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Uranium mineralization in Miocene sediments at the Anderson Mine, 70 km northwest of Wickenburg, Arizona, is interpreted to have been volcanogenic on the basis of geologic setting, absence of uranium-depleted source rocks in the vicinity, and geologic similarities to the Aurora uranium prospect in the McDermitt caldera, Nevada.
The Anderson deposit formed in moat sediments within the McLendon caldera. The caldera is identified by a sediment-filled basin coincident with a circular, -25 mgal gravity low centered 5 km (3 mi) south of the mine. A thick apron of andesite, near-source lahar, and rhyodacite forms a crescentic outcrop pattern that partially encircles the gravity low. Ashflow tuff, interpreted to have erupted during caldera collapse, crops out approximately 30 km (18 mi) south of the mine.
Contrary to previous interpretations, the volcanic rocks of McLendon caldera are unlikely source rocks for uranium in the Anderson deposit. The lavas and ash-flow tuff from the volcano have average Th:U ratios of 4.5 and 2.4, respectively. Both ratios are close to or within the magmatic Th:U range of 2.5-5, indicating minimal uranium depletion. If the uranium did not come from volcanic rocks, it could have been provided to the sediments through hot-spring systems from a late-stage, uranium-enriched differentiated source.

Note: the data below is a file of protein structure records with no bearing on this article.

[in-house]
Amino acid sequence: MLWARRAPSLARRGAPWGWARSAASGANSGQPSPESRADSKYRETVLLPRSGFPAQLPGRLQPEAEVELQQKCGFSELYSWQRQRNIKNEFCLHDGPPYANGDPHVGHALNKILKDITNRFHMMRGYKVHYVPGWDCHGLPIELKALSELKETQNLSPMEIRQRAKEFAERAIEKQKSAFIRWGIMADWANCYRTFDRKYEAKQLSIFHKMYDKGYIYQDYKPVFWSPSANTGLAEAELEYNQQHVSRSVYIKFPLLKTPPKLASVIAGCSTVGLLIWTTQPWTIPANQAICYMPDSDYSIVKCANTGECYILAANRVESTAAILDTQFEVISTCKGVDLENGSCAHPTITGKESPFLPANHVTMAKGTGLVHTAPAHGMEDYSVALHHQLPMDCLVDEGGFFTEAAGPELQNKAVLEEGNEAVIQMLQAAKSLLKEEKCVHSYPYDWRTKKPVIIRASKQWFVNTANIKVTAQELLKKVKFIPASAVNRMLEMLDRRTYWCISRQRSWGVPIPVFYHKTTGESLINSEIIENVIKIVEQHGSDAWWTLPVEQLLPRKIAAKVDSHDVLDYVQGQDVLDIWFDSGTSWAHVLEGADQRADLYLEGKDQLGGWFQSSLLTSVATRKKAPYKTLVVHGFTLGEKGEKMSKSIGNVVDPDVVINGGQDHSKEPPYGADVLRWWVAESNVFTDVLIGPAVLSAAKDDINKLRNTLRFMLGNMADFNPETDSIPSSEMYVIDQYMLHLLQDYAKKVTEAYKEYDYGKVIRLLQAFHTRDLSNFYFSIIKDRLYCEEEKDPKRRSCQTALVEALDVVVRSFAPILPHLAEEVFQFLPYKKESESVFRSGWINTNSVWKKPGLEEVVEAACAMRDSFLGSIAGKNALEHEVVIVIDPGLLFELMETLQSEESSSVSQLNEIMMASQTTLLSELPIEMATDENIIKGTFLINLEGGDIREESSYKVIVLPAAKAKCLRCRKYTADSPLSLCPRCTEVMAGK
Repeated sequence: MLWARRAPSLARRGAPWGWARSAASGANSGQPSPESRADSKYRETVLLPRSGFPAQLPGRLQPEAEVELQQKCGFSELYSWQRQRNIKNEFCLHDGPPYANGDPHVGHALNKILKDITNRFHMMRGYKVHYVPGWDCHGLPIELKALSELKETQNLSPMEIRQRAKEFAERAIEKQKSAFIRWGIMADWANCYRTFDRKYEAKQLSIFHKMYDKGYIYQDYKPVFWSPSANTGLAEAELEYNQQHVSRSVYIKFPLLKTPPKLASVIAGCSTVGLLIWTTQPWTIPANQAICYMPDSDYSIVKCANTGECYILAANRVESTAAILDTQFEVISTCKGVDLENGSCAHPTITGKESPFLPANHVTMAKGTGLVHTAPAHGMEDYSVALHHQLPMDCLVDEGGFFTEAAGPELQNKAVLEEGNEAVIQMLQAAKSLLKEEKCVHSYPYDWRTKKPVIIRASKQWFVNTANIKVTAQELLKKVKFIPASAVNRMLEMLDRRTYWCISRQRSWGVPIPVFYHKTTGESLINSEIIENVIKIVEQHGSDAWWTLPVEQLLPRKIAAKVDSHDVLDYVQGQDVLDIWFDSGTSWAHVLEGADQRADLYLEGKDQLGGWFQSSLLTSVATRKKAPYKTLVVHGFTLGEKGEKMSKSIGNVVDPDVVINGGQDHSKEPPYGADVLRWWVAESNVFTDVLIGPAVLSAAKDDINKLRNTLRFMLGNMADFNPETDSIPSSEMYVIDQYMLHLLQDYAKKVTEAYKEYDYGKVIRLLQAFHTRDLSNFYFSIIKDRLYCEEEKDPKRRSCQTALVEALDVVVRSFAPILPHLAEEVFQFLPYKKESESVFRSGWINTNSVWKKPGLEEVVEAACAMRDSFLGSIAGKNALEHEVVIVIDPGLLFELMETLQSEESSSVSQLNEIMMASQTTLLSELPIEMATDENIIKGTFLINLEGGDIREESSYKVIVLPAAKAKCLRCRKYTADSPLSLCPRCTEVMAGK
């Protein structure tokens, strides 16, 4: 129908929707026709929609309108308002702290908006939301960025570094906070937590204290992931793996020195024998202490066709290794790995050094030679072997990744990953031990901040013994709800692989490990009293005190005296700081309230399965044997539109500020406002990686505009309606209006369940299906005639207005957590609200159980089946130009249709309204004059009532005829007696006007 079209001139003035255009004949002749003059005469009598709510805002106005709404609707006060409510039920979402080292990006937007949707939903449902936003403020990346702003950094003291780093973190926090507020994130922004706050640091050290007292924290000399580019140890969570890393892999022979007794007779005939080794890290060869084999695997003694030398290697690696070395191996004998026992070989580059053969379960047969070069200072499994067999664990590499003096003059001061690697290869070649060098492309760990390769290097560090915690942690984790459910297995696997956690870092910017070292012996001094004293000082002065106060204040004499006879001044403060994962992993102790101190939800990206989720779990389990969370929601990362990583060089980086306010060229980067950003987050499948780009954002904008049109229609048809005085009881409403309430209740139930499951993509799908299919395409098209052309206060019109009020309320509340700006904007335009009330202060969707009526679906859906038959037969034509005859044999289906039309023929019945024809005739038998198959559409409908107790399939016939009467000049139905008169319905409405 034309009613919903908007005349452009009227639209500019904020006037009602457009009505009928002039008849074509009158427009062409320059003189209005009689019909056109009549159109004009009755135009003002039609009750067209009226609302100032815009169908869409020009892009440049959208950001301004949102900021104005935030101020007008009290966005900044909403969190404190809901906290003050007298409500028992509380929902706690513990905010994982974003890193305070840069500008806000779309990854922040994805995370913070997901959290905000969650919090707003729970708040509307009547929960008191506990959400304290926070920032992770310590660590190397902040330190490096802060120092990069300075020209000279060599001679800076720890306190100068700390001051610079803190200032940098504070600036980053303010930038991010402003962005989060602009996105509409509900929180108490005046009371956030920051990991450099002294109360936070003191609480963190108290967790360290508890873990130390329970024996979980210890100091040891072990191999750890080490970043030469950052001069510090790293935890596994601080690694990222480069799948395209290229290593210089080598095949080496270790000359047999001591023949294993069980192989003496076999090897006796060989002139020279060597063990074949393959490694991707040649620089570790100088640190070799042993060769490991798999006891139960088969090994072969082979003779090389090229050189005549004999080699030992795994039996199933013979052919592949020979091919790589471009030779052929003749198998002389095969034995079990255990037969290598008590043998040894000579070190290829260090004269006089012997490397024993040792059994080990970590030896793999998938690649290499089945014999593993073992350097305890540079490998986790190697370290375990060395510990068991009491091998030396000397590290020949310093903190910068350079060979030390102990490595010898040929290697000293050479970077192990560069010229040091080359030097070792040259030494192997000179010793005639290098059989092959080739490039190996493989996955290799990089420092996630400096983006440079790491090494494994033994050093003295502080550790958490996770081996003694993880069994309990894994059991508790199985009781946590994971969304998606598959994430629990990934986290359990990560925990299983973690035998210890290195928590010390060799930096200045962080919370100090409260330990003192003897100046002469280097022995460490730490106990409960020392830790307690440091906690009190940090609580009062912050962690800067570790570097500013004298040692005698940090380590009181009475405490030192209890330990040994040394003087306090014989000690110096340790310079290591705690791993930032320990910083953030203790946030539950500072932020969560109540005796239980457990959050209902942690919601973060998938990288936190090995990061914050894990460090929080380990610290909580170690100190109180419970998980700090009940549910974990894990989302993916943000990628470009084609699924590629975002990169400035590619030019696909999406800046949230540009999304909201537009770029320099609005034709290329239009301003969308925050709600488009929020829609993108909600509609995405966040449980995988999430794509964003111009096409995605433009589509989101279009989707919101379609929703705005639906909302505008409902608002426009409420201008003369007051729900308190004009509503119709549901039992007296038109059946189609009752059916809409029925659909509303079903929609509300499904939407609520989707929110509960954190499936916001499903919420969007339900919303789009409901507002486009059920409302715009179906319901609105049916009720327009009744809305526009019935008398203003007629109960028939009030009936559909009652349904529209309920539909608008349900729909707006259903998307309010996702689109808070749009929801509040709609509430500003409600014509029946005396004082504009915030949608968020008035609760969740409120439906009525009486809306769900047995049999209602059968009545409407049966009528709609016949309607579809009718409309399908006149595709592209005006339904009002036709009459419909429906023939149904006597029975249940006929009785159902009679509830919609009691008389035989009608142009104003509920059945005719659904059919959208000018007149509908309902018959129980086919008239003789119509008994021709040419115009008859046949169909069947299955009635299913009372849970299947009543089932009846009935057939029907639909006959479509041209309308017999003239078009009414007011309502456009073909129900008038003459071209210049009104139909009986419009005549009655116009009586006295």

The occurrence of the Anderson and Aurora deposits within caldera moat sediments strongly suggests a genetically similar, volcanogenic model. Other geologic similarities include silicified zones, fossil hot springs, thin-laminar bedding, stacked ore bodies, association of anomalous manganese and molybdenum, and the presence of carnotite and coffinite.
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